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Fathers And Sons

June 22, 2020

Fathers Day was always a difficult holiday for me. I’ve had many fathers in my life. That was part of my problem with Fathers Day, I think.

My birth father and my mother split up when I was just a baby. Too young to even remember. We visited him on a regular basis, but the relationship was strained. I know he loved me in his way. When I was 16 I was adopted by my step father.

He was a reserved man, not given to displays of affection. But, he was a good father. I never heard him say he loved me, but I knew he did in his way. He was my father for about 30 years. He passed away on June 12, 2009. Hard to believe it’s been 11 years.

You might think having him pass away so close to Fathers Day would make it a bittersweet holiday. However, my relationship was such that Fathers Day became much easier to handle after he passed away. No more awkward phone calls, both obligatory and dreaded.

I’ve been a father for longer than I knew my dad. It’s strange to consider. He was always old, and yet I’m much older than he was when he married my mother.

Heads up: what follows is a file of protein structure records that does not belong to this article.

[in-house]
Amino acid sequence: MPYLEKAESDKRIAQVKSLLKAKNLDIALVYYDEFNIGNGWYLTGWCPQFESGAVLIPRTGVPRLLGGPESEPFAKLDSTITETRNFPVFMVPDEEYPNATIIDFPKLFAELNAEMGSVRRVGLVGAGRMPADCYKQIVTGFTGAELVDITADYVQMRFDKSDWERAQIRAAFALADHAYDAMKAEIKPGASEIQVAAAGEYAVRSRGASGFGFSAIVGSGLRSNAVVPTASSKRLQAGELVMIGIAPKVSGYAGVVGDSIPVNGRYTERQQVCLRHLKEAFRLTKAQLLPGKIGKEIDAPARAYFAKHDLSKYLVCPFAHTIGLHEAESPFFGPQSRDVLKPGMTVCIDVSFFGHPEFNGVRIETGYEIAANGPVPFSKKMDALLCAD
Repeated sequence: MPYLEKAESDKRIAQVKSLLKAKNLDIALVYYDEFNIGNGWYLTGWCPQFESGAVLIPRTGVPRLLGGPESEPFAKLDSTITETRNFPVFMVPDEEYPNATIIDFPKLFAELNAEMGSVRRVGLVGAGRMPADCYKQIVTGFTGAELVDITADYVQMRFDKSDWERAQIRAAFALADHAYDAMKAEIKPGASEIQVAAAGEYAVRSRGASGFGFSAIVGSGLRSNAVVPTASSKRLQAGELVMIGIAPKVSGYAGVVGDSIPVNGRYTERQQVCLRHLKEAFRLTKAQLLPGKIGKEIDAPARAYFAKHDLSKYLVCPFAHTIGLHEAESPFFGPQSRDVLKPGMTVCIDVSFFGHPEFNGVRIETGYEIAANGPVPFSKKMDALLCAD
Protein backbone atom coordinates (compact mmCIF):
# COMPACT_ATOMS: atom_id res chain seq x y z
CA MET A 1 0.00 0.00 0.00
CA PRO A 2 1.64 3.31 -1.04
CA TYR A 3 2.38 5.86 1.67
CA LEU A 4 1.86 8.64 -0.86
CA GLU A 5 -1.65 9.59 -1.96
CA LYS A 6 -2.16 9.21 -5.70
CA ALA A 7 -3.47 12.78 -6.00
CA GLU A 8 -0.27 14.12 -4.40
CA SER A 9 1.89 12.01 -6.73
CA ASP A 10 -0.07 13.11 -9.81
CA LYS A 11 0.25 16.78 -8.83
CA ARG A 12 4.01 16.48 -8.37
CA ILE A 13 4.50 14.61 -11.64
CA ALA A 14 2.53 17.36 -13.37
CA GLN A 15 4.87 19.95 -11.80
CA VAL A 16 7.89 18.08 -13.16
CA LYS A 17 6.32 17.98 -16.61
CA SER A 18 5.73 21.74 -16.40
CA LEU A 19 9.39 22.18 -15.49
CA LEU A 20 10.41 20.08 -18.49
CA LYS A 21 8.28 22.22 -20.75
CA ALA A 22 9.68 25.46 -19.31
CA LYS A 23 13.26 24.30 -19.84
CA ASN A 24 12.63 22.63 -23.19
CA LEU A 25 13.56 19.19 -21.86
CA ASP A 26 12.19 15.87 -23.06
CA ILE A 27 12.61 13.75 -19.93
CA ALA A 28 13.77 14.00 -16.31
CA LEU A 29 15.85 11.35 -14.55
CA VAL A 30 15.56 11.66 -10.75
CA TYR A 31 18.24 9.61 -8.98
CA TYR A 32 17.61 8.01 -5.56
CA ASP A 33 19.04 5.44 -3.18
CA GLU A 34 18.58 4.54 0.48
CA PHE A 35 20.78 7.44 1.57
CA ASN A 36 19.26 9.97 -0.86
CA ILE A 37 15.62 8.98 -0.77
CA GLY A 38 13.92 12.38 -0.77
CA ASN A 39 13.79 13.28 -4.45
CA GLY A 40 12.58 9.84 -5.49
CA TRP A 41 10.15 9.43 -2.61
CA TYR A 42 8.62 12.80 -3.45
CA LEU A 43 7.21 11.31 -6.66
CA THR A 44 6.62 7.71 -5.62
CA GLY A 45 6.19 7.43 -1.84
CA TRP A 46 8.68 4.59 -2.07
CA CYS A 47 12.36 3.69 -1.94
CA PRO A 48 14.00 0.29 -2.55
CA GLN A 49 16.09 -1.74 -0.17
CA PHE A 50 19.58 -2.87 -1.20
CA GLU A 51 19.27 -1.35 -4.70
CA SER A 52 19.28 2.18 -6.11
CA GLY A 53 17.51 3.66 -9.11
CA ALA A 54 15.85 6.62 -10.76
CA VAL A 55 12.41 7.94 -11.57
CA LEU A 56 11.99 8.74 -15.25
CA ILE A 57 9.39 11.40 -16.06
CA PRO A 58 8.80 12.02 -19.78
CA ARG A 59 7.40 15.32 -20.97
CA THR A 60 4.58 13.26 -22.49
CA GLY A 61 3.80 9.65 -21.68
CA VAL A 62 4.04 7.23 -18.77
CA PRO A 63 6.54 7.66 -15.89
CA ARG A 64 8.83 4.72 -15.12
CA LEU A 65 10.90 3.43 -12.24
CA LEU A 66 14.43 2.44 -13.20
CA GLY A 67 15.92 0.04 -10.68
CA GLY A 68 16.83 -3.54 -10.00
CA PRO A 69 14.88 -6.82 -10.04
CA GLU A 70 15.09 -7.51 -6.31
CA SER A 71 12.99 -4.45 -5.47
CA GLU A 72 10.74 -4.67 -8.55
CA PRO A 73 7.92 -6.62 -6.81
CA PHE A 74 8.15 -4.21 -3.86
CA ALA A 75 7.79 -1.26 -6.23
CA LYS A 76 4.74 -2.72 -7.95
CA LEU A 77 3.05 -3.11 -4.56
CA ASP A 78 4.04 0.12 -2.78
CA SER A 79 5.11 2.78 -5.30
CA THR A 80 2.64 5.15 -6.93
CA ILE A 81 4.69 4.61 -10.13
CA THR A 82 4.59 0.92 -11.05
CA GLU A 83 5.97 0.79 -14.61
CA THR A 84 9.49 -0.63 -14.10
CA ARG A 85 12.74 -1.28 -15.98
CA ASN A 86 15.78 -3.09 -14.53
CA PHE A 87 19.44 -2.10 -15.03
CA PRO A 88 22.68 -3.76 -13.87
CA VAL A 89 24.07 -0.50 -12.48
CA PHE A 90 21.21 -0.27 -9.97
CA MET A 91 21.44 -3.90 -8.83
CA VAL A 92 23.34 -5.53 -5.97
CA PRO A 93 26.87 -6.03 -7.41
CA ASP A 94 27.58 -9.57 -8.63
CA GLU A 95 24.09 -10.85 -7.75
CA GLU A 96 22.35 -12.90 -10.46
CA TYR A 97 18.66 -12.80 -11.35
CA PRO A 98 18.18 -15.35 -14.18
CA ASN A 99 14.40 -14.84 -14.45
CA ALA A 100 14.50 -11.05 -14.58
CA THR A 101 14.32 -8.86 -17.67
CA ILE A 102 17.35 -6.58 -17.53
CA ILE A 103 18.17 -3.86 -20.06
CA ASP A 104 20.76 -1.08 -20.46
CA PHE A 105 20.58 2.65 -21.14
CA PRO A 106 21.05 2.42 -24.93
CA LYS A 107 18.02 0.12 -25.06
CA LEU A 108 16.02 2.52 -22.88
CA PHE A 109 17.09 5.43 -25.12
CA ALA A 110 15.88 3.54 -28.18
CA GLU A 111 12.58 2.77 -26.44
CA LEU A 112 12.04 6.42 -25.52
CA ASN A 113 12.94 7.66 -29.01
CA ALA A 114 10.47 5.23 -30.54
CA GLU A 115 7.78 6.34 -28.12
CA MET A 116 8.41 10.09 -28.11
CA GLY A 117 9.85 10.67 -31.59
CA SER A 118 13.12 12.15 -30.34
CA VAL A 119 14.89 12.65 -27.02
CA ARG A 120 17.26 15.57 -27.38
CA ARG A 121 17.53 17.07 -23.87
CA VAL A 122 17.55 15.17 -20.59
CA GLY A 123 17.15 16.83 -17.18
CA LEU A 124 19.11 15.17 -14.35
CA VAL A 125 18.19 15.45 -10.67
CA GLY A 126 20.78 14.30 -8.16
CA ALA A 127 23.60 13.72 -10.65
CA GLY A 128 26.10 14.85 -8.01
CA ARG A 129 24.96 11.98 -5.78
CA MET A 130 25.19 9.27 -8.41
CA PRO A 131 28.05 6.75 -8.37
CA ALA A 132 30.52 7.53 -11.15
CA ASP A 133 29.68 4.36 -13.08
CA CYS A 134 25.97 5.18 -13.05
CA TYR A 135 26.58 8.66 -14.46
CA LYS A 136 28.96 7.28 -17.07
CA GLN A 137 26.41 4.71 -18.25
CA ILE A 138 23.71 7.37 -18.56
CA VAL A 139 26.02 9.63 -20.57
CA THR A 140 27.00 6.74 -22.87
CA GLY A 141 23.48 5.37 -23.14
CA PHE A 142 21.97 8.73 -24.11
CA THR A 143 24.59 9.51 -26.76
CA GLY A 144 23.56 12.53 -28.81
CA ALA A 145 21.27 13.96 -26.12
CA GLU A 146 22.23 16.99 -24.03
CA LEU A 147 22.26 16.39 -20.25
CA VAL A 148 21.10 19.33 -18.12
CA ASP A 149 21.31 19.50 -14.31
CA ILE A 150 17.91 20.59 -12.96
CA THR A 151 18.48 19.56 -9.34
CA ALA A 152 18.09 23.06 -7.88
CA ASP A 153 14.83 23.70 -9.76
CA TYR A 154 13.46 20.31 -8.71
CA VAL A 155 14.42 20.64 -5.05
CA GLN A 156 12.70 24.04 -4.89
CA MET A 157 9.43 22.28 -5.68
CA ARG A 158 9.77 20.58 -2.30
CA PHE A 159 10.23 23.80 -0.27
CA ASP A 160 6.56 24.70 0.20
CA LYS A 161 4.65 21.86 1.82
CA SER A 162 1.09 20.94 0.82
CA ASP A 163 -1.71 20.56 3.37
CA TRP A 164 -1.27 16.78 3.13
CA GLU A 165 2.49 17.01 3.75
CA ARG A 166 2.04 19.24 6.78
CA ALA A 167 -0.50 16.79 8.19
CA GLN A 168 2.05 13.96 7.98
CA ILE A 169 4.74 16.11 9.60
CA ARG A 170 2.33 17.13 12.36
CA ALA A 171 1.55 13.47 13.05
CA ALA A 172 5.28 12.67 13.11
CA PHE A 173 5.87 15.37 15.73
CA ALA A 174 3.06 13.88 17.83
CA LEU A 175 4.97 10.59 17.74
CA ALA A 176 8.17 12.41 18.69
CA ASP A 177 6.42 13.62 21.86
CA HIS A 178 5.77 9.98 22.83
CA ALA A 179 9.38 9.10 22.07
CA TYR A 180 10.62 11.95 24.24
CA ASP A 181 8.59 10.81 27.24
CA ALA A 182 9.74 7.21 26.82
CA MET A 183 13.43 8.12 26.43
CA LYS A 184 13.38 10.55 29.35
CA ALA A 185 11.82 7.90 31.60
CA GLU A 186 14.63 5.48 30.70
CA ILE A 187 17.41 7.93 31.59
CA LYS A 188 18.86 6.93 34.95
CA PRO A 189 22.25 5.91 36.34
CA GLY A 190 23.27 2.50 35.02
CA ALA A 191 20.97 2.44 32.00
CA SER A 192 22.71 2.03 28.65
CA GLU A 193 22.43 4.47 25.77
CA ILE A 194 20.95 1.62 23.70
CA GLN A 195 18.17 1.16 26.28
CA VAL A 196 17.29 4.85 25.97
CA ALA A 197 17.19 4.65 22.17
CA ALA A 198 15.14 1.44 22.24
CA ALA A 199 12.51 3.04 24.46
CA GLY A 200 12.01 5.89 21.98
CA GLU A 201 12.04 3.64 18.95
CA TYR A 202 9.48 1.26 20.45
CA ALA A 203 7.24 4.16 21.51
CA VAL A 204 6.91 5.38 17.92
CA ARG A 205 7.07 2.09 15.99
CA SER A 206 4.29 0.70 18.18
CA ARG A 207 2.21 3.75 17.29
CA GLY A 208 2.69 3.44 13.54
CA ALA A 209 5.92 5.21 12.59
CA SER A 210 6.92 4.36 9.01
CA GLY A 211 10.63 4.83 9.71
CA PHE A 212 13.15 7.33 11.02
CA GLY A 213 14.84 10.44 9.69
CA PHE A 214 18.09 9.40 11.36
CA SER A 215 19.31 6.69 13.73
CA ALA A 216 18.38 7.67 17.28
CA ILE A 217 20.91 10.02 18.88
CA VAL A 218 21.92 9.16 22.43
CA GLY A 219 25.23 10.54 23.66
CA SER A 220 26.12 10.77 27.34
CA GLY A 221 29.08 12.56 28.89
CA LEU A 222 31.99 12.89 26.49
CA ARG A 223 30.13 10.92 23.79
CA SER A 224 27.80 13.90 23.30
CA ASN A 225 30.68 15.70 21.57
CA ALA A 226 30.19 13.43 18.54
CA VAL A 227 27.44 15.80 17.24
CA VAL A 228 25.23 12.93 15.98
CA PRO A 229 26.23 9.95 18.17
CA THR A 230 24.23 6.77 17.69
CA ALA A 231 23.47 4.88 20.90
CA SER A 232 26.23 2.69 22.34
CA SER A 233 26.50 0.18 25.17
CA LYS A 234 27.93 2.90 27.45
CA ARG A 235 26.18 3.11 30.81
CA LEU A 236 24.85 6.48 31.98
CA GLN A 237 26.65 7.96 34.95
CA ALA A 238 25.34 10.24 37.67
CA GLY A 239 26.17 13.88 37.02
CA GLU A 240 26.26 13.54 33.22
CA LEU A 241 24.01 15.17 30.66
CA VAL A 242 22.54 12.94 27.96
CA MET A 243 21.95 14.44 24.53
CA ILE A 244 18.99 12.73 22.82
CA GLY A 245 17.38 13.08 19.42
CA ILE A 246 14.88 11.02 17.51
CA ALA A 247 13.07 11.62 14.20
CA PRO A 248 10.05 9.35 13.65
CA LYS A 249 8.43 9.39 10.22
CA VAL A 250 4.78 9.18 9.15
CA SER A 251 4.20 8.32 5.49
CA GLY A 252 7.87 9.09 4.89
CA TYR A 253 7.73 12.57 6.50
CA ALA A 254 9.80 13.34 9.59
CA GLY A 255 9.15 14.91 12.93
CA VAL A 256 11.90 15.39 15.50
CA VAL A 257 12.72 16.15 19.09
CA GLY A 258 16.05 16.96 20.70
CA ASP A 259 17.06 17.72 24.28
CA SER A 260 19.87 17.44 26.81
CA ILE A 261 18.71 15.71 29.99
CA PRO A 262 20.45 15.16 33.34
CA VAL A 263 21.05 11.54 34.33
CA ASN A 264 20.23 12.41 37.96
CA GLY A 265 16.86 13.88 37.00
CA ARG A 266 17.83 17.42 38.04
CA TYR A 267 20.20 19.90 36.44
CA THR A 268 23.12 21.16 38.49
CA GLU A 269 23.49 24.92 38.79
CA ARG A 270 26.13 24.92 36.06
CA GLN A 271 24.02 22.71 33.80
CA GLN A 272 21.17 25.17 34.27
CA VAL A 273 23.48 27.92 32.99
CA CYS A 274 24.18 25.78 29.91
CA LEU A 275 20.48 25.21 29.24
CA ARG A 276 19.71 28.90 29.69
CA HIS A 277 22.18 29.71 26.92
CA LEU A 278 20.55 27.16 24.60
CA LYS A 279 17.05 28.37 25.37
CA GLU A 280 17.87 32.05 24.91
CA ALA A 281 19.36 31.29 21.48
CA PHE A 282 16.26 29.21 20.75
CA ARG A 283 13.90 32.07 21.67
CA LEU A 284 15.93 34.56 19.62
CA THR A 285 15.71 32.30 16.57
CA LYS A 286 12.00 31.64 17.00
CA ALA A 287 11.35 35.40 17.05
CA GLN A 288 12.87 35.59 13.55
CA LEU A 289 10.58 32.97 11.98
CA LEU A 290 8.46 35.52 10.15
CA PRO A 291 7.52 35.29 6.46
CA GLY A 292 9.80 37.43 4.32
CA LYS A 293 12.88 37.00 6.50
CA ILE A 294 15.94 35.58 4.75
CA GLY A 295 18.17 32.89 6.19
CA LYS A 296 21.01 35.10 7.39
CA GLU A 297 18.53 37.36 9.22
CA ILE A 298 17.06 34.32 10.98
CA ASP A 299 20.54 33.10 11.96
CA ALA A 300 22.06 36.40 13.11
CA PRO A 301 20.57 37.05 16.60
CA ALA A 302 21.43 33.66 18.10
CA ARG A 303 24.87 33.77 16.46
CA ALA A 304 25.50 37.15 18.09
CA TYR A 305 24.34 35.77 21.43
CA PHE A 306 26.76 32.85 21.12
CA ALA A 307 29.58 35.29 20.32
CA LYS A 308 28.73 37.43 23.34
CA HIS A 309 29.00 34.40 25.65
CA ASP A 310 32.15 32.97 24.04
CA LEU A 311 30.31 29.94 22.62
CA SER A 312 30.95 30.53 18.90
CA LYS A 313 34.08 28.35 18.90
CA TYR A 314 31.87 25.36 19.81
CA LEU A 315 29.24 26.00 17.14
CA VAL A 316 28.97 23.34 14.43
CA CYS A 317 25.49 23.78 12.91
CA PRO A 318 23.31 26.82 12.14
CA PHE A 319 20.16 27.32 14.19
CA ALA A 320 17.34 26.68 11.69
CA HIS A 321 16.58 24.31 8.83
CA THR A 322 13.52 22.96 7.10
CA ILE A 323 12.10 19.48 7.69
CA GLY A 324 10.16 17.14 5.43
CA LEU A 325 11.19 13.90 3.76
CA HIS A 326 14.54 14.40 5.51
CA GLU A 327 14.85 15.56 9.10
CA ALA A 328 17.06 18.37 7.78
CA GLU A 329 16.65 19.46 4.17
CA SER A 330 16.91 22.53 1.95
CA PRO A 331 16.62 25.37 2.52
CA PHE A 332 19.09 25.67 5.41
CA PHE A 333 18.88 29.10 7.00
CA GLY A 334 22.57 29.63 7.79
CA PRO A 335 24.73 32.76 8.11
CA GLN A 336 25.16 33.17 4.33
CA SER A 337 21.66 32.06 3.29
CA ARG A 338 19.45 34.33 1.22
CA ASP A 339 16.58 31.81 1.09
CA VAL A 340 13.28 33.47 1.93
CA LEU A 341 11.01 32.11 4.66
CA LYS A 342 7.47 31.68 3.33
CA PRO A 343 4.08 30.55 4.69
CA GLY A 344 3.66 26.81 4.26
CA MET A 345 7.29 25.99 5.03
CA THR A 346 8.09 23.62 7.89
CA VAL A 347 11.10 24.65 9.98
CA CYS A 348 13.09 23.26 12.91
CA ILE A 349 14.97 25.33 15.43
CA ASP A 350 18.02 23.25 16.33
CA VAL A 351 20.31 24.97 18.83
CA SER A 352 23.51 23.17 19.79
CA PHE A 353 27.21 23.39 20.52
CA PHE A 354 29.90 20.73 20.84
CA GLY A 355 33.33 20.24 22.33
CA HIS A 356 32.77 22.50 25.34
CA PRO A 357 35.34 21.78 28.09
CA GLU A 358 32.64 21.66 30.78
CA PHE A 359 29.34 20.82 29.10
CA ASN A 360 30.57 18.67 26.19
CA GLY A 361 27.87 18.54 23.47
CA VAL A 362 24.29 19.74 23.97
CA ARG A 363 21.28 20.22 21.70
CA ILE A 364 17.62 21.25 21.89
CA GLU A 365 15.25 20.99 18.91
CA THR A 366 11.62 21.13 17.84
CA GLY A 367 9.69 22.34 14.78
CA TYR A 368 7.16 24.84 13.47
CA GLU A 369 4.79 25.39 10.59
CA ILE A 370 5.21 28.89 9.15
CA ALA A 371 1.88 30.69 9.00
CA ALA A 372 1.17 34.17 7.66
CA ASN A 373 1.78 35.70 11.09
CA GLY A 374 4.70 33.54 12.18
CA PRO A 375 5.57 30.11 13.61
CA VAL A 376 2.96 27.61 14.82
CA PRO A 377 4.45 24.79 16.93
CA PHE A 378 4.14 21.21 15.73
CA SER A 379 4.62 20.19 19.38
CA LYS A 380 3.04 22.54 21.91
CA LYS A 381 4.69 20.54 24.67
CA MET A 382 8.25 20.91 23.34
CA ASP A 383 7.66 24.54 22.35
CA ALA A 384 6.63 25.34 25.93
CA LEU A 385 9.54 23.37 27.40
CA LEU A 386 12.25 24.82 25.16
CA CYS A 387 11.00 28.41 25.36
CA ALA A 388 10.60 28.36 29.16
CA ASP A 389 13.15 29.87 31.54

As my signature block points out, I’m a father many times over. Some of my children are birth children. Others were adopted. The thought is not lost on me that my sons are the adopted sons of an adopted son.

In addition to sons by birth and adoption, I also have sons by marriage. My sons-in-law and daughters’ boy friends are as much a part of our family as if they had been born, or adopted into it.

They have given me beautiful grandchildren, boys and girls. I enjoy being a father, but being a grandfather is even better.

On Sunday, we had our first large family gathering since the COVID pandemic began. Ten of my children and four grandchildren made their way to my house to be celebrate Fathers Day. They gave me an eclectic set of gifts: a tape measure (really, it was one I had asked for,) a set of bandages that are useful to keep your knees from being sore when hiking (seriously, it was something I will use a lot,) and a six burner propane BBQ grill. (I said it was an eclectic group.)

I guess I’m the patriarch of my little clan. One of the pictures we took was me and my grandchildren. We missed the two that weren’t there. I’m not sure that I fit the image of the clan elder. But, then, my family has never been what you would call traditional.

Hopefully your Fathers Day was memorable and enjoyable.

It will always be an odd holiday for me.

Rodney M Bliss is an author, columnist and IT Consultant. His blog updates every weekday. He lives in Pleasant Grove, UT with his lovely wife, thirteen children and grandchildren.

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(c) 2020 Rodney M Bliss, all rights reserved

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